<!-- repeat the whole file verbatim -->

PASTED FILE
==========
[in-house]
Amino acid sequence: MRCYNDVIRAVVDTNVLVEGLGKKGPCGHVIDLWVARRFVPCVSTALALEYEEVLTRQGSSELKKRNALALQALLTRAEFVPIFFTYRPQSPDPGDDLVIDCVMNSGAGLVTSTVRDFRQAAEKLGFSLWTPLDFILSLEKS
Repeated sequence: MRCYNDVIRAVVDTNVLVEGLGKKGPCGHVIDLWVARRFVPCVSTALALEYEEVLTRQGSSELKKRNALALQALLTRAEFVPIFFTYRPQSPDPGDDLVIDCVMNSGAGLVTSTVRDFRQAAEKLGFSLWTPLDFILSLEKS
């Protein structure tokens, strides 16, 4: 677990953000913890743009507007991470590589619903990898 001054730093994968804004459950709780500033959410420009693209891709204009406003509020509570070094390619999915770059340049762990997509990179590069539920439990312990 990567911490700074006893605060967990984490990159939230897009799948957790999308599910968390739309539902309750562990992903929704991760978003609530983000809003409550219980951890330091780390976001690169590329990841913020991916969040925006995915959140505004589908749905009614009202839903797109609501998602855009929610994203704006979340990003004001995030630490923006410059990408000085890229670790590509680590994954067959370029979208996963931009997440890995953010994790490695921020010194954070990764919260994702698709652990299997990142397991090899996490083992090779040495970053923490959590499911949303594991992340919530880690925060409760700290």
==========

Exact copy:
[in-house]
Amino acid sequence: MRCYNDVIRAVVDTNVLVEGLGKKGPCGHVIDLWVARRFVPCVSTALALEYEEVLTRQGSSELKKRNALALQALLTRAEFVPIFFTYRPQSPDPGDDLVIDCVMNSGAGLVTSTVRDFRQAAEKLGFSLWTPLDFILSLEKS
Repeated sequence: MRCYNDVIRAVVDTNVLVEGLGKKGPCGHVIDLWVARRFVPCVSTALALEYEEVLTRQGSSELKKRNALALQALLTRAEFVPIFFTYRPQSPDPGDDLVIDCVMNSGAGLVTSTVRDFRQAAEKLGFSLWTPLDFILSLEKS
């Protein structure tokens, strides 16, 4: 677990953000913890743009507007991470590589619903990898 001054730093994968804004459950709780500033959410420009693209891709204009406003509020509570070094390619999915770059340049762990997509990179590069539920439990312990 990567911490700074006893605060967990984490990159939230897009799948957790999308599910968390739309539902309750562990992903929704991760978003609530983000809003409550219980951890330091780390976001690169590329990841913020991916969040925006995915959140505004589908749905009614009202839903797109609501998602855009929610994203704006979340990003004001995030630490923006410059990408000085890229670790590509680590994954067959370029979208996963931009997440890995953010994790490695921020010194954070990764919260994702698709652990299997990142397991090899996490083992090779040495970053923490959590499911949303594991992340919530880690925060409760700290």